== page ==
The Hatfields and the McCoys (Google eBook)

Front Cover
University Press of Kentucky, Sep 12, 2010 - History - 160 pages
13 Reviews
The Hatfield-McCoy feud has long been the most famous vendetta of the southern Appalachians. Over the years it has become encrusted with myth and error. Scores of writers have produced accounts of it, but few have made any real effort to separate fact from fiction. Novelists, motion picture producers, television script writers, and others have sensationalized events that needed no embellishment. Using court records, public documents, official correspondence, and other documentary evident, Otis K. Rice presents an account that frees, as much as possible, fact from fiction, event from legend. He weighs the evidence carefully, avoiding the partisanship and the attitude of condescension and condemnation that have characterized many of the writings concerning the feud. He sets the feud in the social, political, economic, and cultural context of eastern Kentucky and southwestern West Virginia in the late nineteenth and early twentieth centuries. By examining the legacy of the Civil War, the weakness of institutions such as the church and education system, the exaggerated importance of family, the impotence of the law, and the isolation of the mountain folk, Rice gives new meaning to the origins and progress of the feud. These conditions help explain why the Hatfield and McCoy families, which have produced so many fine citizens, could engage in such a bitter and prolonged vendetta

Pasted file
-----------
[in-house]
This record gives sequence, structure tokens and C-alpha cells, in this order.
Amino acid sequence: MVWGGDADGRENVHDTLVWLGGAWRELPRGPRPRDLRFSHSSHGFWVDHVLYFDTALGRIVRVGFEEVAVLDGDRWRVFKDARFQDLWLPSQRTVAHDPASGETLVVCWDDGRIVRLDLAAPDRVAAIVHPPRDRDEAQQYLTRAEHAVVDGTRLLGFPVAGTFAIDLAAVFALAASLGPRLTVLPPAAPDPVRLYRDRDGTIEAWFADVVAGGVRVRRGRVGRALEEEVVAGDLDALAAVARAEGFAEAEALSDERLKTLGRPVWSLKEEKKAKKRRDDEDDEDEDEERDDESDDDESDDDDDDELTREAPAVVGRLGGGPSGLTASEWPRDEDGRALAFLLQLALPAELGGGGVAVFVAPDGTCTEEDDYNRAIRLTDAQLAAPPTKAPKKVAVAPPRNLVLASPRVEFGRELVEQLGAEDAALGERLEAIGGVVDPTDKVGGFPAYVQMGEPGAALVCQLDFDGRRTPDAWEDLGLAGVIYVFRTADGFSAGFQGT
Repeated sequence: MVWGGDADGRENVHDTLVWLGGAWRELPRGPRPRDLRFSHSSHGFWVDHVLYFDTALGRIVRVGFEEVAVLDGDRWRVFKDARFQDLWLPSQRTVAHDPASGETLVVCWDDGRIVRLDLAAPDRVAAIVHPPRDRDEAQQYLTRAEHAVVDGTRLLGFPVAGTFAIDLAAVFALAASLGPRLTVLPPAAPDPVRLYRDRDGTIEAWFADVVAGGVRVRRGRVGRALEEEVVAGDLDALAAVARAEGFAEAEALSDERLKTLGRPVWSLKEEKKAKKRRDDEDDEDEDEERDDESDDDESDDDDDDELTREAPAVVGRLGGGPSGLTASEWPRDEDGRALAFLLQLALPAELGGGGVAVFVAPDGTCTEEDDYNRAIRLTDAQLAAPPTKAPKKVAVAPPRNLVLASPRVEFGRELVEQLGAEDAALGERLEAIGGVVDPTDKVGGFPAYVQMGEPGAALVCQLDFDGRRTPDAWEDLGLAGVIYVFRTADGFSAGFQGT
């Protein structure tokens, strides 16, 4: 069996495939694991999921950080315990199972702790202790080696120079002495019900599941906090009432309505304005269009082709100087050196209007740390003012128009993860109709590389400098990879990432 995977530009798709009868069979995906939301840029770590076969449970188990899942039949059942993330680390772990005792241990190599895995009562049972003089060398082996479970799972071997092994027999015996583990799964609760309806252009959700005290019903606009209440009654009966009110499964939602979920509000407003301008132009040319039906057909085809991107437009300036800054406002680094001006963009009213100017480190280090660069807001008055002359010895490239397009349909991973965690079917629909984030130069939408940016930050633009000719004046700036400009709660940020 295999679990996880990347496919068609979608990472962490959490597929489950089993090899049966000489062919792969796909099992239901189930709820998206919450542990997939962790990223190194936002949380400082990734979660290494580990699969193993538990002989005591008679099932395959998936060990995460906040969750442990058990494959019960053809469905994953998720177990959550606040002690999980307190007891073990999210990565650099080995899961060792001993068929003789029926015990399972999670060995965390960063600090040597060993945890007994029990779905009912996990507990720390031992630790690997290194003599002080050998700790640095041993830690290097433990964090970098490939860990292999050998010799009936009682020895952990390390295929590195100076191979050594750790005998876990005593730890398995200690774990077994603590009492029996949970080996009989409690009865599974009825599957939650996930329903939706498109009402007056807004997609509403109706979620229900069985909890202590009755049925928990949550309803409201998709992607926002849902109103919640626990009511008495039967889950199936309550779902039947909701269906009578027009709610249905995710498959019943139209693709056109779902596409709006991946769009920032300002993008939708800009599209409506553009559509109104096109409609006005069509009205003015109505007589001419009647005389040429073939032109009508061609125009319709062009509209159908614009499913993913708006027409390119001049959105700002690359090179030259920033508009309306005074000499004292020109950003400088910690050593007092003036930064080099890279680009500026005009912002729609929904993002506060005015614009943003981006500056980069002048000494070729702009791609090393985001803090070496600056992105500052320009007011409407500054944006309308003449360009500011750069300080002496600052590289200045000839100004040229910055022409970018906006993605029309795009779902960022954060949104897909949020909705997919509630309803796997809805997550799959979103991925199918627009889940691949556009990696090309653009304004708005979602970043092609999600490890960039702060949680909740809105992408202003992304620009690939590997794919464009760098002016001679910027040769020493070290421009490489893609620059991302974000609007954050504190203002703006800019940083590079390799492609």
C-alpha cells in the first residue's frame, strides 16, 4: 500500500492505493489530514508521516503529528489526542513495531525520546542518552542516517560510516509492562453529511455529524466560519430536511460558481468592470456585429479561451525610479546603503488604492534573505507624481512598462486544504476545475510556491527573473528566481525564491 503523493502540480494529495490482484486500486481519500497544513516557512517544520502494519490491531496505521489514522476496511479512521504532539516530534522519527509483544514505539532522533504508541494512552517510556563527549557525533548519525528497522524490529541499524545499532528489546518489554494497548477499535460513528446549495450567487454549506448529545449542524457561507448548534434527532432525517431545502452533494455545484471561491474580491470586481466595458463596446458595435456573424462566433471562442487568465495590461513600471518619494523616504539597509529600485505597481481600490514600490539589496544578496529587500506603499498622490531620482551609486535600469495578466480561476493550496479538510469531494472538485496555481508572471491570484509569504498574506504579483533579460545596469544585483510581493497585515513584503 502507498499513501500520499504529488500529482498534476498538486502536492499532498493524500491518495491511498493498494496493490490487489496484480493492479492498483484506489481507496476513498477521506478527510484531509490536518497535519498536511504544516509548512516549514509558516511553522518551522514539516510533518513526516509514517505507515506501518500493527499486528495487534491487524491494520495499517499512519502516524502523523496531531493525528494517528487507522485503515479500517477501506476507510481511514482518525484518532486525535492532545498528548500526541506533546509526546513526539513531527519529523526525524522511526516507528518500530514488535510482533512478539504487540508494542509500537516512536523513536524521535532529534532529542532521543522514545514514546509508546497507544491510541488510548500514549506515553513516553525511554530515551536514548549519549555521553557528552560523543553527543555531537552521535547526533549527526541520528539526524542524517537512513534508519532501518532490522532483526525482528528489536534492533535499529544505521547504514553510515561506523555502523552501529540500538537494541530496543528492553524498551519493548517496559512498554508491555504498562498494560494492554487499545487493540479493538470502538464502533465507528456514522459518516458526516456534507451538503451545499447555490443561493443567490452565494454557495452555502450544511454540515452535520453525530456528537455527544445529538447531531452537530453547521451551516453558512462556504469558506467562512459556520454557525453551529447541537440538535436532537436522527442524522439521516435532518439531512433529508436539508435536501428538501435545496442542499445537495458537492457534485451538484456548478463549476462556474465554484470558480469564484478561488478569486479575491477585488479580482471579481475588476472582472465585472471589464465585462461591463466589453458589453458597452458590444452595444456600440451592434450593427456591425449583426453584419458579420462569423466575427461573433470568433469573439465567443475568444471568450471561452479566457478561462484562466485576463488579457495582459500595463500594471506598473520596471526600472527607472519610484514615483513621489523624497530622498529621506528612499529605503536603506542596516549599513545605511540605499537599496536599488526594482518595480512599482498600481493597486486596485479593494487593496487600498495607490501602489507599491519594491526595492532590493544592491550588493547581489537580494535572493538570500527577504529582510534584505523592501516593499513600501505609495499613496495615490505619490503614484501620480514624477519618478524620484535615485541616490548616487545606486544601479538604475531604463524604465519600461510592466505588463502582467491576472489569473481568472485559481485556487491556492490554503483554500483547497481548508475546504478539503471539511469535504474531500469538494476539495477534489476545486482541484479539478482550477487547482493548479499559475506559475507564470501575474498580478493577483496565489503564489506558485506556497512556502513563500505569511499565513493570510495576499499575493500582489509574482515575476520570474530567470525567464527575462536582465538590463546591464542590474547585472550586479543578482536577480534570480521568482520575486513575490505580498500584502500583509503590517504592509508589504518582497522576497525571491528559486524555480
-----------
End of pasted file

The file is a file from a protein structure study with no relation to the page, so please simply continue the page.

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LibraryThing Review

User Review  - bookswoman - LibraryThing

Fascinating look at the family feud to end all feuds! This is a history, written and published by an academic publisher so it is well researched and tries very hard to show all sides of the issues. No ... Read full review

Review: The Hatfields and the McCoys

User Review  - Susie - Goodreads

No fables, no legends, no gossip. Only facts that can be verified and family history as well as public records. For the real story, this book is marvelous. Enjoyed reading it as much as watching the miniseries. Read full review

Contents

1 The Feudists and Their Society
1
2 The Legacy of the Civil War
9
3 Election Days on Blackberry Creek
19
4 The Smoldering Fires
30
5 An Era of Violence
37
6 Inflammatory Politics
49
7 New Years Day 1888
58
8 The Hatfields on the Defensive
68
Illustrations follow page
86
11 Hawkshaws in the Hills
92
12 The Hatfields Stand Trial
101
13 The War Spirit Abates
110
14 The Habit of Violence
118
Epilogue
125
Notes
127
Bibliographical Note
139

9 The Governors Intervene
76
10 Victory for Kentucky
84

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